Scan­dals linger at Fox News

De­spite big changes, it may not be able to shake off Ailes’ good- old- boy legacy

USA TODAY International Edition - - FRONT PAGE - Mike Snider

Is this re­ally a brand new Fox News?

In the past sev­eral months, dogged by a grow­ing pile of le­gal suits and pay­ing out more than $ 45 mil­lion in set­tle­ments over sex­ual- ha­rass­ment and dis­crim­i­na­tion charges, Fox News has shaken up its ex­ec­u­tive ros­ter, oust­ing sec­tion heads and top on­air tal­ent, as it vows to live up to the Mur­doch fam­ily’s pledge to erad­i­cate an op­pres­sive work en­vi­ron­ment.

It’s got in­cen­tive: Par­ent com­pany 21st Cen­tury Fox, con­trolled and run by Ru­pert Mur­doch and his sons Lach­lan and James, wants reg­u­la­tors to ap­prove its pur­chase of U. K.- based TV and In­ter­net provider Sky, and cor­po­rate cul­ture is a fac­tor. Fox News, the crown jewel of the com­pany’s ca­ble TV en­ter­prise, wants to main­tain its stand­ing as the top ca­ble news net­work, which it has held for more than 15 years.

But ques­tions re­main as to whether the re­cent changes can trans­form a work en­vi­ron­ment into one where sex­ual ha­rass­ment, re­tal­i­a­tion and racial dis­crim­i­na­tion — all claims made by em­ploy­ees over the past year — are no longer con­doned. Re­cent rev­e­la­tions about some em­ploy­ees sug­gest that the cul­ture, cul­ti­vated by late Fox News CEO Roger Ailes, may run deep.

As Ailes built Fox News into the dom­i­nant ca­ble news net­work that gave voice to con­ser­va­tive Amer­i­cans, the up­start chan­nel crafted a look: Blus­tery male com­men­ta­tors and women, just as qual­i­fied, who were show­cased for their looks with re­veal­ing clothes and cam­era shots.

That at­ti­tude, said Ja­han Sa­gafi, a part­ner with Out­ten & Golden who rep­re­sents work­ers in claims against em­ploy­ers, pri­or­i­tizes “looks over job qual­i­fi­ca­tions.”

Months af­ter the ouster of star an­chor Bill O’Reilly in the wave of sex­ual- ha­rass­ment al­le­ga­tions that stretched back years, other women have come for­ward to de­tail ha­rass­ment at the net­work or its di­vi­sions. These sug­gest ha- rass­ment and re­tal­i­a­tion were more wide­spread than the clus­ter of se­nior ex­ec­u­tives around Ailes.

Fox Sports ex­ec­u­tive Jamie Horowitz was fired July 3, ap­par­ently the re­sult of a sex­ual- ha­rass­ment in­ves­ti­ga­tion. A fe­male pro­duc­tion staffer told Sports Il­lus­trated Horowitz had tried to kiss her af­ter sug­gest­ing he could get her more work. Horowitz has de­nied any claims of mis­con­duct. Shortly af­ter, Fox Busi­ness News host Charles Payne was sus­pended in an­other sex­ual- ha­rass­ment in­quiry; he’s de­nied ha­rass­ing a fe­male com­men­ta­tor.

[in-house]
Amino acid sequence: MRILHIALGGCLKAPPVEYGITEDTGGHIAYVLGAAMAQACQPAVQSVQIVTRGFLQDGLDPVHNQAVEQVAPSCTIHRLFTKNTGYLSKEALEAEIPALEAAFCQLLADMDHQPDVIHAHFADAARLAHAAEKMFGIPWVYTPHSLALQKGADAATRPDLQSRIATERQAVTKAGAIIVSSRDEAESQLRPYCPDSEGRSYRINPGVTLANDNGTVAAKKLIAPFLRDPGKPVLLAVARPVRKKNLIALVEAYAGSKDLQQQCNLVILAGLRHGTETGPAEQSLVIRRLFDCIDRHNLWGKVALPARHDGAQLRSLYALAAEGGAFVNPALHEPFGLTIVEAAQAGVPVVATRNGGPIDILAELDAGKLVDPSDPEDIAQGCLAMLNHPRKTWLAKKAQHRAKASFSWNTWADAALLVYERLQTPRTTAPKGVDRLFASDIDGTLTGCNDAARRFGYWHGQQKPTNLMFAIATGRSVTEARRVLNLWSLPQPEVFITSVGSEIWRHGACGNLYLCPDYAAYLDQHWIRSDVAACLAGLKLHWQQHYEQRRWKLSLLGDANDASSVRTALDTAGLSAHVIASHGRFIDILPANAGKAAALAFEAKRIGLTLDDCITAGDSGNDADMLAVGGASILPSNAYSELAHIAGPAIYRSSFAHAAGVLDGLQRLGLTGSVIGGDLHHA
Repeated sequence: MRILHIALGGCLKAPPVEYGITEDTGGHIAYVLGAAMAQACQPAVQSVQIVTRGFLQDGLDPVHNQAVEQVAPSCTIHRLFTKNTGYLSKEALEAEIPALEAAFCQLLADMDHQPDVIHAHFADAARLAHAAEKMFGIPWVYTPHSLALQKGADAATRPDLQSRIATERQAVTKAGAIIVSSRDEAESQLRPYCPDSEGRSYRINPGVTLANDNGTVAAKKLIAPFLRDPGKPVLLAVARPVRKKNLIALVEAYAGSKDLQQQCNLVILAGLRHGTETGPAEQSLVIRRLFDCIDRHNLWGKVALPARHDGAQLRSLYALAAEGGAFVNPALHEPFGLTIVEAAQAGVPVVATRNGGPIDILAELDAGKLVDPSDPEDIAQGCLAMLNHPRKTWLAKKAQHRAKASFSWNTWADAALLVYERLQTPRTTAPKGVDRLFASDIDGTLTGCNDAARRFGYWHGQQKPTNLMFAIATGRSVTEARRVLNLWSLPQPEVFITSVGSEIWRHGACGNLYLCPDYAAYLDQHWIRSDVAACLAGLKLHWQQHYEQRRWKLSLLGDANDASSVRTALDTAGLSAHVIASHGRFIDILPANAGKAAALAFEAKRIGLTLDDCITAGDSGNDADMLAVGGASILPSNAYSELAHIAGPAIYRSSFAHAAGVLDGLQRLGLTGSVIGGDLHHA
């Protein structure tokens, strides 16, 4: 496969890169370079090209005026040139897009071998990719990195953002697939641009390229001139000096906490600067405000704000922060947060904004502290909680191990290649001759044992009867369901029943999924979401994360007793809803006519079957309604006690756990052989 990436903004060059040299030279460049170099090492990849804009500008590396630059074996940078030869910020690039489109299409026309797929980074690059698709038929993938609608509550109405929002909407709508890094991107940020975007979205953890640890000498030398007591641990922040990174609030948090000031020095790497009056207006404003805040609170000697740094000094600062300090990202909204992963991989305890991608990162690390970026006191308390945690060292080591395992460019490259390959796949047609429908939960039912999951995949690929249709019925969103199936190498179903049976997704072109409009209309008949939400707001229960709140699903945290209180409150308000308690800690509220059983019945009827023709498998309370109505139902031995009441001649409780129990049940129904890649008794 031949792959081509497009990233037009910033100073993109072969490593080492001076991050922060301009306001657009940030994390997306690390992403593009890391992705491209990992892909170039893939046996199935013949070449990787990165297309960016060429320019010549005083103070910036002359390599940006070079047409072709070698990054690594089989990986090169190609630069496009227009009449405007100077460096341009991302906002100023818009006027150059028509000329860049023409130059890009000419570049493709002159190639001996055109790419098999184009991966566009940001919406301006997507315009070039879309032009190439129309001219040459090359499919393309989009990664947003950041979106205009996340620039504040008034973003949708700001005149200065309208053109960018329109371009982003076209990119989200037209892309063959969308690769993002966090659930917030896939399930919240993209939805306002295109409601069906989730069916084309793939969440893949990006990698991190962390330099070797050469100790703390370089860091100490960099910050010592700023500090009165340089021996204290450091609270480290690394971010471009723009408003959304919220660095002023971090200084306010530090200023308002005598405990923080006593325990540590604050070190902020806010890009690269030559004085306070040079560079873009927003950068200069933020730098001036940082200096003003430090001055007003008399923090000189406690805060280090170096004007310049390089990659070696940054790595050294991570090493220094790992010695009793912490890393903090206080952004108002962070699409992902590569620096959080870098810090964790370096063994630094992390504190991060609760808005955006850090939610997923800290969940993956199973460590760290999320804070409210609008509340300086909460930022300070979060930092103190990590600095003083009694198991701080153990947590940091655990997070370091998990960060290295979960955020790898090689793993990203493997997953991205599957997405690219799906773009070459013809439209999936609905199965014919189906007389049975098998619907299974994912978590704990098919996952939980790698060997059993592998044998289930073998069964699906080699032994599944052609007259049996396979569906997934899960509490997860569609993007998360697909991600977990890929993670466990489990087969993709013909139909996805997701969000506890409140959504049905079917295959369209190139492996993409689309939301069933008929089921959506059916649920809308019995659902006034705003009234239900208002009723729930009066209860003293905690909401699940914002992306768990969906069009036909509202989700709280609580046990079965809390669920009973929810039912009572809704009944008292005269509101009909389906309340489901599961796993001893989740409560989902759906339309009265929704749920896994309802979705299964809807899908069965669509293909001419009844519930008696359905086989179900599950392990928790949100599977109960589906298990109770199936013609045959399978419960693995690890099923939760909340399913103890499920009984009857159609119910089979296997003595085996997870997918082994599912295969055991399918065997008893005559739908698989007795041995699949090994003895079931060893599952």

Still, the Mur­dochs seem to be mak­ing clear that they are no longer pro­tect­ing ex­ec­u­tives and an­chors ac­cused of sex­ual ha­rass- ment or dis­crim­i­na­tion.

Fox News co- pres­i­dent Bill Shine — men­tioned in sev­eral law­suits against Fox News for fos­ter­ing a work­place cul­ture where sex­ual ha­rass­ment and racial dis­crim­i­na­tion were al­lowed to go unchecked — re­signed two months ago.

This fol­lows the de­par­ture of O’Reilly, dis­missed in April af­ter an in­ter­nal in­ves­ti­ga­tion into sex­ual- ha­rass­ment claims, and af­ter a New York Times in­ves­ti­ga­tion found that he or the com­pany paid a to­tal of about $ 13 mil­lion in set­tle­ments to five women about his be­hav­ior over sev­eral years. He called the claims un­founded.

Set­ting off this fall­out was the July 2016 res­ig­na­tion of Ailes in the wake of ac­cu­sa­tions of sex­ual ha­rass­ment and dis­crim­i­na­tion af­ter for­mer Fox & Friends host Gretchen Carl­son filed a sex­ual ha­rass­ment suit against him. Ailes took home a $ 40 mil­lion sev­er­ance pack­age.

Fox re­vealed it had paid about $ 45 mil­lion in set­tle­ments re­lated to Ailes, in­clud­ing a $ 20 mil­lion set­tle­ment with Carl­son. Ailes, who died May 18, de­nied the claims.

The house- clean­ing was meant to send a mes­sage — and at least one lis­tener heard it.

U. K. me­dia reg­u­la­tor Of­com, which is ad­vis­ing the govern­ment on whether to ap­prove Fox’s $ 15 bil­lion bid for Sky, said Lach­lan and James Mur­doch, in a meet­ing in May, “per­son­ally put to us that no in­di­vid­ual work­ing for Fox News could now be un­der the im­pres­sion that sex­ual ha­rass­ment is ac­cept­able, hav­ing seen the sack­ing of Mr. Ailes, Mr. O’Reilly and a num­ber of other em­ploy­ees, in­clud­ing very se­nior man­agers,” the reg­u­la­tory agency said in its re­port.

In May, Fox News fired com­men­ta­tor Bob Beckel for a racially in­sen­si­tive re­mark to a black em­ployee. It fired Ju­dith Slater, a for­mer com­pany con­troller, be­fore the fil­ing of a racial- dis­crim­i­na­tion suit that’s ex­panded to 13 plain­tiffs, some of whom say “dark- skinned em­ploy­ees suf­fered years- long racial an­i­mus” from Slater.

Along­side the wave of de­par­tures, 21st Cen­tury Fox is telling em­ploy­ees to speak up.

Fox News now has posters dot­ting its walls re­mind­ing em­ploy­ees how to come for­ward about im­proper be­hav­ior.



Ru­pert Mur­doch, cen­ter, and sons Lach­lan, left, and James are no longer pro­tect­ing ex­ec­u­tives or an­chors ac­cused of bias.

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